Experimenting with small solar panels is helpful in learning how solar energy works. Small scale solar panels are capable of producing only a few watts of power, but they can teach us much more about how larger solar panels are used to help power homes. Small solar panels work the same way that their larger counterparts do, by taking energy from the sun through photovoltaic cells and directly powering a DC electrical device or by storing the energy for later use in a rechargeable battery. Small solar panels are available from a number of sources including Radio Shack and Amazon. The solar panel pictured in the example was purchased from Harbor Freight Tools. Amazon has the Elenco Solar Educational Kit which also includes a 5 VDC motor to match the 5 volt solar panel. The solar panel pictured has a selectable output voltage selector and a built-in blocking diode to allow rechargeable battery changing. Blocking diodes in short will allow voltage to pass only in one direction. This is useful in the case of a solar panel being used to charge batteries because it it were not present the batteries would be discharged back to the photovoltaic cells at night when there is no sunlight to provide power. There is some loss of energy by passing the voltage through a blocking diode, but it is useful for experimentation. Many full-scale solar panel arrays use low-loss Schottky diodes and a fuse between the batteries and each solar panel.
Let's try a simple experiment with the solar panel by testing the output DC voltage and output current from the panel.
- small solar panel
- A voltmeter or multimeter with probes
- Sunlight or an incandescent light source
Step 1: Set up the solar panel under a good light source. Generally, direct sunlight will provide the full amount of voltage from the panel. Incandescent light will only provide approximately 50 percent to 75 percent of the stated voltage output of the panels from a distance of about 5 feet from the light source (60 watts). For higher wattage bulbs or closer distances, the output voltage will be higher.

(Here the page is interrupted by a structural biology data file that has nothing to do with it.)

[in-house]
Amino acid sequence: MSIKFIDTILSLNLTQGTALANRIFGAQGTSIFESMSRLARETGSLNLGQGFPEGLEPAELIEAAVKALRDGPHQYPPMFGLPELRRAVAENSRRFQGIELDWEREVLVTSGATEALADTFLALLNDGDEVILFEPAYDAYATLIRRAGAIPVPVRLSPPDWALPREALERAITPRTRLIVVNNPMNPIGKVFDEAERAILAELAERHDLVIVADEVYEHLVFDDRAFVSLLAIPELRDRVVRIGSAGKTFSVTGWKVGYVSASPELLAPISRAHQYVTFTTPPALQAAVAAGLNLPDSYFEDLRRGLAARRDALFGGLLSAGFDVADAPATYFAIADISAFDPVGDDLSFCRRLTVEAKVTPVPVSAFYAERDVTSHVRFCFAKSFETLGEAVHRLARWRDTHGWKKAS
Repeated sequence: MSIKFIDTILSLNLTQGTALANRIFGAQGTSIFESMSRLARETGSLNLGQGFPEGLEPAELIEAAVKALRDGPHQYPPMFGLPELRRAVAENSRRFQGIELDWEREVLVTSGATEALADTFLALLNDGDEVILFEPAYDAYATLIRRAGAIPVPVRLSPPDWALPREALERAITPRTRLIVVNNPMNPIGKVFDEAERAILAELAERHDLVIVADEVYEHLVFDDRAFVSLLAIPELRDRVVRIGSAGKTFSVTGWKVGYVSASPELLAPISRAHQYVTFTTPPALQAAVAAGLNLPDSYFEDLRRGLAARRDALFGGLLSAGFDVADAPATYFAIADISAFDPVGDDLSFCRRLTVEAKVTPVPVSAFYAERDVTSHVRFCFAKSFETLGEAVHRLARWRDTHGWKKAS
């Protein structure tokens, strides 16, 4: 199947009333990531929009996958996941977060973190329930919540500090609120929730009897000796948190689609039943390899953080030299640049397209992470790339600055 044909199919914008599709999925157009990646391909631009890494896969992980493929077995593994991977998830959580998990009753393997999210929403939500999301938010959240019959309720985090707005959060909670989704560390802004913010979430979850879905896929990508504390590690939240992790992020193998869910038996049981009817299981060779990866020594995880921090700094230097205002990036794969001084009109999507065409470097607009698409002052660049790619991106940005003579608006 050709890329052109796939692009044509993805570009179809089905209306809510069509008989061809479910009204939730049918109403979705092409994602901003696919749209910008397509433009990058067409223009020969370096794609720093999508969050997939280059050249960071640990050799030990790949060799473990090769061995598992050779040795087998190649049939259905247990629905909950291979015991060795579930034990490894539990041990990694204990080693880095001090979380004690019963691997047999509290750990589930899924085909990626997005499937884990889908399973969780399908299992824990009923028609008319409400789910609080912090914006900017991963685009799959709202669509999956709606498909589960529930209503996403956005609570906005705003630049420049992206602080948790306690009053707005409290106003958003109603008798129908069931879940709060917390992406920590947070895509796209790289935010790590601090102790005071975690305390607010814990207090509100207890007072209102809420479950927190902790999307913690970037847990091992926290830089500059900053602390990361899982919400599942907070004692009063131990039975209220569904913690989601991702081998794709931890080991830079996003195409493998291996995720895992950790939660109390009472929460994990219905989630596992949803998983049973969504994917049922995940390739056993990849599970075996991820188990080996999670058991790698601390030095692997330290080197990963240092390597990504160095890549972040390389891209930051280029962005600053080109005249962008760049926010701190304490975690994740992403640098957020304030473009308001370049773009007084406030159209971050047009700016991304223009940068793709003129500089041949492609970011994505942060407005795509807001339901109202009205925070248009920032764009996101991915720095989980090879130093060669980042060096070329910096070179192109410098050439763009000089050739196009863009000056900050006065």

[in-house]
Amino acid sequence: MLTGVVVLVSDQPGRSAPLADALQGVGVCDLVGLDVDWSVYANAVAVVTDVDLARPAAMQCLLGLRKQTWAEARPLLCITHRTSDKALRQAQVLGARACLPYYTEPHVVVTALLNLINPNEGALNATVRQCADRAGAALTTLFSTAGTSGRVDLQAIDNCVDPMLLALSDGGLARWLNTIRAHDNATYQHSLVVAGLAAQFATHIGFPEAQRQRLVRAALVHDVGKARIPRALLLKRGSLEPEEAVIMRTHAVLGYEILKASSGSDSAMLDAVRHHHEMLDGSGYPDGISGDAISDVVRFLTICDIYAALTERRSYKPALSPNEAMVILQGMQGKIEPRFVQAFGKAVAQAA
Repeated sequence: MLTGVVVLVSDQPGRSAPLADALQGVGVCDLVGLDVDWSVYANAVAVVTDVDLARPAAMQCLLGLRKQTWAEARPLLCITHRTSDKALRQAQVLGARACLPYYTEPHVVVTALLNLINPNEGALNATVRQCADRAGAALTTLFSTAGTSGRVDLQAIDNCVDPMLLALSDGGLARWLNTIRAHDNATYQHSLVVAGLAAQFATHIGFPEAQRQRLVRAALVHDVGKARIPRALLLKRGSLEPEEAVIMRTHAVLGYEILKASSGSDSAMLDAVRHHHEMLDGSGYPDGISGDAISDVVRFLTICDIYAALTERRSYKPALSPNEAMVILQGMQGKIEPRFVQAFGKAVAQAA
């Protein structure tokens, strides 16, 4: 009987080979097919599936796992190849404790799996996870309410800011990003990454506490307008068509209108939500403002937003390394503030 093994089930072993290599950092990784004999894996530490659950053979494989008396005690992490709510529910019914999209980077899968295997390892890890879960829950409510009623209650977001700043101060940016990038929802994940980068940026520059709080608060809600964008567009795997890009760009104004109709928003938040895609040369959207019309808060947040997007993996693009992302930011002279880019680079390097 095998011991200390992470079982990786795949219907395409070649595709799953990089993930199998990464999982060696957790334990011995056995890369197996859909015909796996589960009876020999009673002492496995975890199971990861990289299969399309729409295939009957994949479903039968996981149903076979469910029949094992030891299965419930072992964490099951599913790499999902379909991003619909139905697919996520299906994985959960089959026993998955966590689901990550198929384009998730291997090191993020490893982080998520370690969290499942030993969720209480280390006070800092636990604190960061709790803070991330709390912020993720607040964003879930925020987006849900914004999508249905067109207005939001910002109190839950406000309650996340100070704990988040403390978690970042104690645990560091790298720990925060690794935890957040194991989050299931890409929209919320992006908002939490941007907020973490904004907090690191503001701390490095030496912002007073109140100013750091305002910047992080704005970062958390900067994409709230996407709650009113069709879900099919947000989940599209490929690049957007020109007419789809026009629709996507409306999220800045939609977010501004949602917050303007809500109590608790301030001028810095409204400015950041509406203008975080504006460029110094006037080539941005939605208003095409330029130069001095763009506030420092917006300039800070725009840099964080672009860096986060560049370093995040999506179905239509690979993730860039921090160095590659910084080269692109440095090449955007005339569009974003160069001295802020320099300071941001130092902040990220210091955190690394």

Step 2: Connect the output black (-), negative lead from the solar panel to the negative probe wire of the voltmeter. Connect the output red (+), positive lead from the solar panel to the positive probe wire of the voltmeter. Alligator clips make the connection very easy.
Step 3: Set the voltmeter to test for DC voltage. It may be necessary to set it to a factored dial setting on the voltmeter. Set the meter to DC test, 10 if there are different test settings. Turn on the voltmeter.
Step 4: Observe the voltmeter voltage reading.
Step 5: Set the voltmeter to test for DC current. It may be necessary to set it to a factored dial setting on the voltmeter.
Step 6: Observe the voltmeter current reading.
Step 7: The example solar panel model has a selectable output switch. Changing the switch setting varies both the output voltage and output current. The higher the voltage output the lower the current and vice versa. If your solar panel has selectable settings, try repeating Steps 3-6 with different output settings. If not, try moving the solar panel closer and further away from the light source while output readings are observed.
Solar panels are capable of producing electricity from not only sunlight, but also from artificial light sources. The amount of voltage produced from a small solar panel is surprisingly good, however, the amount of current produced from this same solar panel is minimal. To produce enough electricity to be useful, much larger solar panels are required. We also found that directing the panels towards the light source helps to maximize the energy output. In practice, the position of solar panels is optimized to receive the most amount of sunlight possible. Many times, solar fields also include servo motors to help change the position of the solar panel to track the sun's position using a photoresistor sensor.
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